SFU scientists celebrate Higgs boson find

Simon Fraser University scientists involved in the world's largest physics experiment celebrated a major breakthrough last week: clear signs of the Higgs boson or the socalled "god particle."

"Feels like a rock concert," said SFU physics professor Mike Vetterli from CERN in Switzerland, home to the world's biggest particle accelerator.

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Vetterli and fellow faculty members Dugan O'Neil and Bernd Stelzer (as well as about a dozen SFU students and researchers) are working with more than 3,000 scientists from around the world on ATLAS, a particle physics experiment at the Large Hadron Collider in Geneva, Switzerland.

Scientists have been smashing subatomic particles at record-breaking levels of energy, and analyzing the massive amounts of data, hoping to shed light on the basic forces that shaped the universe. Their work could help us understand the origin of mass, the unification of fundamental forces, extra dimensions and dark matter.

One thing they were looking for was evidence of the Higgs boson, a particle that would complete the standard model in physics and help explain why sub-atomic particles have mass.

On July 4, scientists at CERN announced strong signs of a new particle that could be the Higgs, and they were confident with the preliminary results.

"This is indeed a new particle. We know it must be a boson, and it's the heaviest boson ever found," said spokesperson Joe Incandela. "The implications are very significant, and it is precisely for this reason that we must be extremely diligent in all of our studies and crosschecks."

The findings are based on data from 2011 and 2012, with the 2012 data still under analysis.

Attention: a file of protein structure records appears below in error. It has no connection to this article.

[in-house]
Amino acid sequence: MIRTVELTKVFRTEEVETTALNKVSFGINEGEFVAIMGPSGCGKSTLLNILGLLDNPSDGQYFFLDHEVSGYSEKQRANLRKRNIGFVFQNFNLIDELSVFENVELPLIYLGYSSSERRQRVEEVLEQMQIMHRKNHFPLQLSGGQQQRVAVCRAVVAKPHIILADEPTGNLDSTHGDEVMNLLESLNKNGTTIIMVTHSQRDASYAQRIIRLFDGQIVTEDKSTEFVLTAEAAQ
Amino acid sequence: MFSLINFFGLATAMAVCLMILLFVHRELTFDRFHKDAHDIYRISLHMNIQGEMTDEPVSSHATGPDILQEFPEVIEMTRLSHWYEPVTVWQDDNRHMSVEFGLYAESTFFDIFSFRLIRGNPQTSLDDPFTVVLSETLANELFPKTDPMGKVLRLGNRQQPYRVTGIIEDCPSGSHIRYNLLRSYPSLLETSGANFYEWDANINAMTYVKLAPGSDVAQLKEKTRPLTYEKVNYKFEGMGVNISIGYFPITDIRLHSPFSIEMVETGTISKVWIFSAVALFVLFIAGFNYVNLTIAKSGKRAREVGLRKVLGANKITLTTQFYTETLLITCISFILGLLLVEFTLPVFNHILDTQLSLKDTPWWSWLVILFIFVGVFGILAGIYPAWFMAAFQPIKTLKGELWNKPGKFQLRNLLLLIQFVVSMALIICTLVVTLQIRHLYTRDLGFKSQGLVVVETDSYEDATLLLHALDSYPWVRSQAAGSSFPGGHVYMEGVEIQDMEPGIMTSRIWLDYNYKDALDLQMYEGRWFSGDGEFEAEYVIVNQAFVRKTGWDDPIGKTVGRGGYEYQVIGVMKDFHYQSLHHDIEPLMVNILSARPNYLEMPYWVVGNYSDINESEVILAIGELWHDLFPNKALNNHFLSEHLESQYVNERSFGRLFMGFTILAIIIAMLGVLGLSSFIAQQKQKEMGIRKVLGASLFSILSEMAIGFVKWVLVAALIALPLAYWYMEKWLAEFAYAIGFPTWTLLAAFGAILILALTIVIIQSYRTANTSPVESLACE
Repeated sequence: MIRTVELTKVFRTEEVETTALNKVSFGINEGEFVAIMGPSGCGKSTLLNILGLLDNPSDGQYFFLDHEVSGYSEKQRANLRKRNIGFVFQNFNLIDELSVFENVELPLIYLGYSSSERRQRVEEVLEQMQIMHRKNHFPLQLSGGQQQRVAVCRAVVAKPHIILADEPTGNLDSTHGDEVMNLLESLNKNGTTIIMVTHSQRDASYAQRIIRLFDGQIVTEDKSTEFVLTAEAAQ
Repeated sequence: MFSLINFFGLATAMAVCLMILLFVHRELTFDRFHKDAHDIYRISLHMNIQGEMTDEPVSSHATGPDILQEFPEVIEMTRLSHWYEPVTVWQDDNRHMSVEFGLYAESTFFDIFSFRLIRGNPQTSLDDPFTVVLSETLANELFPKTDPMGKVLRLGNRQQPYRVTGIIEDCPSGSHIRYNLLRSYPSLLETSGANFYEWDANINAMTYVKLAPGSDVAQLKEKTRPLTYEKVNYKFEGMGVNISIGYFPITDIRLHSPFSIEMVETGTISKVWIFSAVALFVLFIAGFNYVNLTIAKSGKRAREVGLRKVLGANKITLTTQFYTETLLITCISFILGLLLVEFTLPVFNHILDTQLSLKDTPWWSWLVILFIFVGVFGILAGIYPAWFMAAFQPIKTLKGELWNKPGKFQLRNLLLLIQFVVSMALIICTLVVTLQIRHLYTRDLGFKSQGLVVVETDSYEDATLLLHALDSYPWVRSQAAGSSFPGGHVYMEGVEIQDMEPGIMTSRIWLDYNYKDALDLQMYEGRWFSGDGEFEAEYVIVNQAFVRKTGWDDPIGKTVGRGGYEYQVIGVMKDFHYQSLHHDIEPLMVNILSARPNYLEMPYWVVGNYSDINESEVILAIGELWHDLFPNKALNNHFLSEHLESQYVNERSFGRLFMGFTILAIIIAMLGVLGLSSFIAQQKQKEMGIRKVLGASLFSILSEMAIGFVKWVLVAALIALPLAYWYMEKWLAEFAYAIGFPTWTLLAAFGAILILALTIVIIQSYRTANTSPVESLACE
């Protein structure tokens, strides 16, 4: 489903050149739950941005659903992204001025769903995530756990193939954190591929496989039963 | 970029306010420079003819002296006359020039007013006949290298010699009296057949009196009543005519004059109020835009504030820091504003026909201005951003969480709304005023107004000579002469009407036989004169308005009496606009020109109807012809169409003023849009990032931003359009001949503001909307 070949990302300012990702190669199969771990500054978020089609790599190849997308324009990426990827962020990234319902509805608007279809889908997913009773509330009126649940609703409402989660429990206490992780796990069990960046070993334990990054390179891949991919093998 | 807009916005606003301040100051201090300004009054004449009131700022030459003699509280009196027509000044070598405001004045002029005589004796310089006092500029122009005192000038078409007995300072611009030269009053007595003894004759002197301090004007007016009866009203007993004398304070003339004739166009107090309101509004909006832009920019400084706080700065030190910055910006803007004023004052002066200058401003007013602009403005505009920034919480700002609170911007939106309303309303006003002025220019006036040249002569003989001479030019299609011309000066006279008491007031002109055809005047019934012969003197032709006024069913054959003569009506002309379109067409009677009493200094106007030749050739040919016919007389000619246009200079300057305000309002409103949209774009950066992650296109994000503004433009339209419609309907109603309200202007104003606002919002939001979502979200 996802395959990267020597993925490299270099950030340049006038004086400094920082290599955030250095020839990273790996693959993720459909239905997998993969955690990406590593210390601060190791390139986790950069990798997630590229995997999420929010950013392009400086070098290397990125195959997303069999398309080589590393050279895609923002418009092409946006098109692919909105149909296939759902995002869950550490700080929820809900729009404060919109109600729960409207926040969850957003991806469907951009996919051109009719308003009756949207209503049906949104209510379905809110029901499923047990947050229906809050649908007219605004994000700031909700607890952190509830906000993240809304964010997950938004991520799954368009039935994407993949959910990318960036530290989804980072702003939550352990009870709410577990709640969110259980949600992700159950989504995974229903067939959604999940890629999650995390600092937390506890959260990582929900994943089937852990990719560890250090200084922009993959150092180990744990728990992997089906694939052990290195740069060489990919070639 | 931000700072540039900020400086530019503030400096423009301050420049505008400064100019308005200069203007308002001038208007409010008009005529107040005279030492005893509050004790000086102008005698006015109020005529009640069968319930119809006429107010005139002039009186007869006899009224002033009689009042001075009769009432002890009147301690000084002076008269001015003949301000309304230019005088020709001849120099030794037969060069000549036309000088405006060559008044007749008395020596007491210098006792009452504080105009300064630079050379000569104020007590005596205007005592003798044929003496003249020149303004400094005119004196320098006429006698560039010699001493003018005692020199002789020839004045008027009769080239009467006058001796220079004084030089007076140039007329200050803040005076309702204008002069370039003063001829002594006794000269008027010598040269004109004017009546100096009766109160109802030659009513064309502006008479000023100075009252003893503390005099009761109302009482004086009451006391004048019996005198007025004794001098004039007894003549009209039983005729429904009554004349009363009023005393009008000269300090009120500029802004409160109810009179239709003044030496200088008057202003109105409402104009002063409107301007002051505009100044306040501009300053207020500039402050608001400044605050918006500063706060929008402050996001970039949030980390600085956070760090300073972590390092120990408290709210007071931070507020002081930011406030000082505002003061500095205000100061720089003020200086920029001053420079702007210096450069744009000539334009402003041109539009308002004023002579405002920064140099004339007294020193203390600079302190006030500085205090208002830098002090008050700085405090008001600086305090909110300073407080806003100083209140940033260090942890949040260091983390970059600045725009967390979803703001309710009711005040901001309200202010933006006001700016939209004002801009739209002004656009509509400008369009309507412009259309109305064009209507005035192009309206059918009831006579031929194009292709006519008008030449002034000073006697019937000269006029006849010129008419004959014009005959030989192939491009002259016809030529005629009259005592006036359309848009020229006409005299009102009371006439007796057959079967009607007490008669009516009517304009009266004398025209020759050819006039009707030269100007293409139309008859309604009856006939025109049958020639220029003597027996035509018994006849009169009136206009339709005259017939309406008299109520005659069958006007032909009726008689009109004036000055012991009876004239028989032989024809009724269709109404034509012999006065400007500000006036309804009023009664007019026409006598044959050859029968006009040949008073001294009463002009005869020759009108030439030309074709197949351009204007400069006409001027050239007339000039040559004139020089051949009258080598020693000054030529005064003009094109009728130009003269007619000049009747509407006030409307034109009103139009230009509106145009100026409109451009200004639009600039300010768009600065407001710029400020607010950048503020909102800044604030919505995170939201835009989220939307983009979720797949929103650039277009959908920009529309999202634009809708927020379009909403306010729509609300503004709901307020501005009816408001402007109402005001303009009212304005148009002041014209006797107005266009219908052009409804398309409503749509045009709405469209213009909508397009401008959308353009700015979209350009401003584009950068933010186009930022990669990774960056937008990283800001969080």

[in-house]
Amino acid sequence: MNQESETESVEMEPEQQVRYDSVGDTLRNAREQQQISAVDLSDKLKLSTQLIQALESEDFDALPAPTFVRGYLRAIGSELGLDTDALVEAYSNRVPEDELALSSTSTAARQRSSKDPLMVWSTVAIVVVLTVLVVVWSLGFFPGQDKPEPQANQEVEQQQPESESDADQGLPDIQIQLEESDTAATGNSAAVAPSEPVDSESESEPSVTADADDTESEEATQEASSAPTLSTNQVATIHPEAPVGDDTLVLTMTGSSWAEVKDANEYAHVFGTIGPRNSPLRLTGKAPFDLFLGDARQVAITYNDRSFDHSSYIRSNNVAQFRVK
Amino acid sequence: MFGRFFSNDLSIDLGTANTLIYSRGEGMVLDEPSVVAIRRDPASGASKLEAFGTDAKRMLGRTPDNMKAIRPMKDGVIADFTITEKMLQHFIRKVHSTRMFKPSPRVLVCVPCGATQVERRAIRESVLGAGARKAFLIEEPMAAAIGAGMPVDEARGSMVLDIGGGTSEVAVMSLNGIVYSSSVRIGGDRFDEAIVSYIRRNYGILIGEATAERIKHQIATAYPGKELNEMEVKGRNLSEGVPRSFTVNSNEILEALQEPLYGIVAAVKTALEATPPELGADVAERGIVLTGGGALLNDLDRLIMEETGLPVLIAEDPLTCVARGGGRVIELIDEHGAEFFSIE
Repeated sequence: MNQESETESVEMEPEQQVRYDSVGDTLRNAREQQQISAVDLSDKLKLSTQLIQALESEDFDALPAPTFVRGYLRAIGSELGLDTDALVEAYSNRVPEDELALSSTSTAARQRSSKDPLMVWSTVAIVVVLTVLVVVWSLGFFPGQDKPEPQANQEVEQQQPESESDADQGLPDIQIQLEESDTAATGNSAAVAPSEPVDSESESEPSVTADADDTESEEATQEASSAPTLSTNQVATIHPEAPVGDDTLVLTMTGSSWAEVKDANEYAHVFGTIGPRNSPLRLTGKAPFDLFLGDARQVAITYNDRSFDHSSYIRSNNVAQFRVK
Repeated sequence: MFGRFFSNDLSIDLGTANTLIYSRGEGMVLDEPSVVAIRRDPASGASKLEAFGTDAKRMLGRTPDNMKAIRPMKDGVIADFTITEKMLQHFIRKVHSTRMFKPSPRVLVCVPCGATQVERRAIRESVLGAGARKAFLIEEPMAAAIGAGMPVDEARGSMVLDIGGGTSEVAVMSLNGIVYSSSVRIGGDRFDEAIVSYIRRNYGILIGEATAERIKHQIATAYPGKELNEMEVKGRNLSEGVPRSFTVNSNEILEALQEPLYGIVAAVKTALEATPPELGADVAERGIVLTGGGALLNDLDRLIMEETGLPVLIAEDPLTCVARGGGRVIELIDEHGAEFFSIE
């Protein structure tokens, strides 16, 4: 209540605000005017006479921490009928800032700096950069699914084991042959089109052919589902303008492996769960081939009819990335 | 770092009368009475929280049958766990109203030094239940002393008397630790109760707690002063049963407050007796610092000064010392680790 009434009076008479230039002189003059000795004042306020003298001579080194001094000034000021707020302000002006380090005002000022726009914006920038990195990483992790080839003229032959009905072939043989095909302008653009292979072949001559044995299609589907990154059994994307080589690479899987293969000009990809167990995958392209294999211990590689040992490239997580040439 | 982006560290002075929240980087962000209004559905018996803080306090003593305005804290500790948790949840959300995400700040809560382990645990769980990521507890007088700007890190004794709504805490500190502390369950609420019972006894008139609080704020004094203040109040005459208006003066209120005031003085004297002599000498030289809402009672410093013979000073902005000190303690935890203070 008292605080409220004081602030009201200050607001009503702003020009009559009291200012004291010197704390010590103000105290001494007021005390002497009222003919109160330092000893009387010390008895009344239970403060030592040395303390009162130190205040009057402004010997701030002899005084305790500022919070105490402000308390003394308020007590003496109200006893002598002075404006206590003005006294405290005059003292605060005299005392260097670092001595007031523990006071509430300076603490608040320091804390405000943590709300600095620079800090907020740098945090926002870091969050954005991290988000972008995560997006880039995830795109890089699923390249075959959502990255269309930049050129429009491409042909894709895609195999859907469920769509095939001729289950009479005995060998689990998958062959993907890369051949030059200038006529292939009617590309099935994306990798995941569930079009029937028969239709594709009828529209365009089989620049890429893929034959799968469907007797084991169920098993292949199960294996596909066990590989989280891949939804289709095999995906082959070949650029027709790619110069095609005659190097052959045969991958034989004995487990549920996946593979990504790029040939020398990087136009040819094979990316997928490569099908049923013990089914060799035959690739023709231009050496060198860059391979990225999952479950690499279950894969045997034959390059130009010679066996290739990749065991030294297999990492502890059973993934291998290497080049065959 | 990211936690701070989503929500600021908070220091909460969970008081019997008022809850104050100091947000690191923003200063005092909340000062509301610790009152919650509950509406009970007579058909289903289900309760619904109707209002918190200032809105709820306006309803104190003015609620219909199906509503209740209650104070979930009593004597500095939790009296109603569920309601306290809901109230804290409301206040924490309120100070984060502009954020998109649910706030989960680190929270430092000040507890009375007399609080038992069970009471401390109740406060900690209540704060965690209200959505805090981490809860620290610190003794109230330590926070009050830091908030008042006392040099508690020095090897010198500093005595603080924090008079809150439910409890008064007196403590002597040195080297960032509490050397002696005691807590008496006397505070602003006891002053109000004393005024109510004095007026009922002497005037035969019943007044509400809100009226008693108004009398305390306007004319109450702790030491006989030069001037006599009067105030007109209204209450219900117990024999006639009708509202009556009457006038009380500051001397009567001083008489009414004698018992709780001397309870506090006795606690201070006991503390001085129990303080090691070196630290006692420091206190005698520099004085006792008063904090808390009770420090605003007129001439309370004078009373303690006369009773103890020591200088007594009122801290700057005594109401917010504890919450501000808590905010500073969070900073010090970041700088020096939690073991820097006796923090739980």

O'Neil said people have been designing, building and commissioning these experiments for more than 20 years.

"From the beginning, the Higgs search was the flagship. We were going to either find it, or finally prove that it just doesn't exist," O'Neil said. "Honestly, before the data came, I would have bet on us proving it doesn't exist. The fact that we observe a new particle, which is consistent with our expectations of the Higgs, in the one place it could still be hiding after 40 years, is absolutely amazing to me. I'd say it looks like a duck, swims like a duck, but now we need to work very hard to find out if it quacks."

Stelzer called the discovery a historic break through.

"We are closing in on one of the most fundamental questions of mankind - the origin of mass," he said.

In an earlier interview with the NOW, Vetterli described the Higgs as both a particle and a field that we all move through.

"Just like when you move through water, it's harder to move through than when you move through air. So, how you interact with this field will determine how much mass you have," he said. "If you don't interact much with it, then you have a light mass, and if you interact a lot with it, it's hard for you to move, so you have larger mass."

In quantum mechanics, fields can manifest themselves as particles, Vetterli explained.

"If you postulate that there's this field around, (then) quantum mechanics tells you it should bubble up as a particle," he said.

The next step for CERN is to determine the precise nature of the particle and its significance in understanding the universe.

"We have reached a milestone in our understanding of nature," said CERN's Rolf Heuer. "The discovery of a particle consistent with the Higgs boson opens the way to more detailed studies, requiring larger statistics, which will pin down the new particle's properties, and is likely to shed light on other mysteries of our universe."



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